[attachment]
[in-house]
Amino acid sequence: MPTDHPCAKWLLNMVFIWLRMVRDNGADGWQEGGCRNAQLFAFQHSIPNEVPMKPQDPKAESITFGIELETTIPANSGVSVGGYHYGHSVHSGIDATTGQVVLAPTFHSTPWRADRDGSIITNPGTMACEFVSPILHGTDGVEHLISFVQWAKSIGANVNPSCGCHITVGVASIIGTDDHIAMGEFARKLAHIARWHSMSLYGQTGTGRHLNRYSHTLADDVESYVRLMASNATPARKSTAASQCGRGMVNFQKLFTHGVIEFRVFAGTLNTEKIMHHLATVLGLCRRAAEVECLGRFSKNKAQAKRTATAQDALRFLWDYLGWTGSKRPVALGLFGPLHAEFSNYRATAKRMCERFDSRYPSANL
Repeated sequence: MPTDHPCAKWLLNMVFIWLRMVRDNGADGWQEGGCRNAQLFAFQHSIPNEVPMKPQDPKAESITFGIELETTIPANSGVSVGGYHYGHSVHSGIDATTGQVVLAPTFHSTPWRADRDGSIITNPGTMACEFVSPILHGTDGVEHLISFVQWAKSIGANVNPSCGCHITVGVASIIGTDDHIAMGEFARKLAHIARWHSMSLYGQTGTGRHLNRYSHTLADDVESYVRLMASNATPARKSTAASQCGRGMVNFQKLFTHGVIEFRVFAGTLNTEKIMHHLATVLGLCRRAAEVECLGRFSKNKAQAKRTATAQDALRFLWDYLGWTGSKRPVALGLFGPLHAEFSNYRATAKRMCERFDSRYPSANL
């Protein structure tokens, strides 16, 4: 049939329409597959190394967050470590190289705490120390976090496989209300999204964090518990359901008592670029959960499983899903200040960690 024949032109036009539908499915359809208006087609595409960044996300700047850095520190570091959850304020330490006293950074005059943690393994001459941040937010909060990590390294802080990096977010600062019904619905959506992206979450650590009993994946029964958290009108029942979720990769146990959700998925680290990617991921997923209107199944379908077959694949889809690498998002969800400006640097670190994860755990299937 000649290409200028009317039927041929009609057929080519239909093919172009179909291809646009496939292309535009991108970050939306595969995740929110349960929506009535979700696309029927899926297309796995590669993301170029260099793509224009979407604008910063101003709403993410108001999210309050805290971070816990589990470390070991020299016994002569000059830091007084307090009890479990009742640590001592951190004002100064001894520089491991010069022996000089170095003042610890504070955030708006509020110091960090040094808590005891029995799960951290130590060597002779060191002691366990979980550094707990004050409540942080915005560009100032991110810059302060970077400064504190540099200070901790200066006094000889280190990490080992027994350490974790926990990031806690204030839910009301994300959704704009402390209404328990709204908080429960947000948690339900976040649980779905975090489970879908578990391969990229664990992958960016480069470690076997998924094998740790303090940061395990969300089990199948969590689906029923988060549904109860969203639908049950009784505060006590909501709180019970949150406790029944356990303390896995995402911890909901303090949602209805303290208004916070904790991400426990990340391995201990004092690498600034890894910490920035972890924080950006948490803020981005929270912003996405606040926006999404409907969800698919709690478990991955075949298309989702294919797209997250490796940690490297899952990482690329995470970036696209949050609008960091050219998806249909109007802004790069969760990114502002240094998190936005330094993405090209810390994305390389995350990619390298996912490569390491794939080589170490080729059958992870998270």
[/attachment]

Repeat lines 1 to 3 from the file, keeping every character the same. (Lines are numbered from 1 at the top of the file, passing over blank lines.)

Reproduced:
[in-house]
Amino acid sequence: MPTDHPCAKWLLNMVFIWLRMVRDNGADGWQEGGCRNAQLFAFQHSIPNEVPMKPQDPKAESITFGIELETTIPANSGVSVGGYHYGHSVHSGIDATTGQVVLAPTFHSTPWRADRDGSIITNPGTMACEFVSPILHGTDGVEHLISFVQWAKSIGANVNPSCGCHITVGVASIIGTDDHIAMGEFARKLAHIARWHSMSLYGQTGTGRHLNRYSHTLADDVESYVRLMASNATPARKSTAASQCGRGMVNFQKLFTHGVIEFRVFAGTLNTEKIMHHLATVLGLCRRAAEVECLGRFSKNKAQAKRTATAQDALRFLWDYLGWTGSKRPVALGLFGPLHAEFSNYRATAKRMCERFDSRYPSANL
Repeated sequence: MPTDHPCAKWLLNMVFIWLRMVRDNGADGWQEGGCRNAQLFAFQHSIPNEVPMKPQDPKAESITFGIELETTIPANSGVSVGGYHYGHSVHSGIDATTGQVVLAPTFHSTPWRADRDGSIITNPGTMACEFVSPILHGTDGVEHLISFVQWAKSIGANVNPSCGCHITVGVASIIGTDDHIAMGEFARKLAHIARWHSMSLYGQTGTGRHLNRYSHTLADDVESYVRLMASNATPARKSTAASQCGRGMVNFQKLFTHGVIEFRVFAGTLNTEKIMHHLATVLGLCRRAAEVECLGRFSKNKAQAKRTATAQDALRFLWDYLGWTGSKRPVALGLFGPLHAEFSNYRATAKRMCERFDSRYPSANL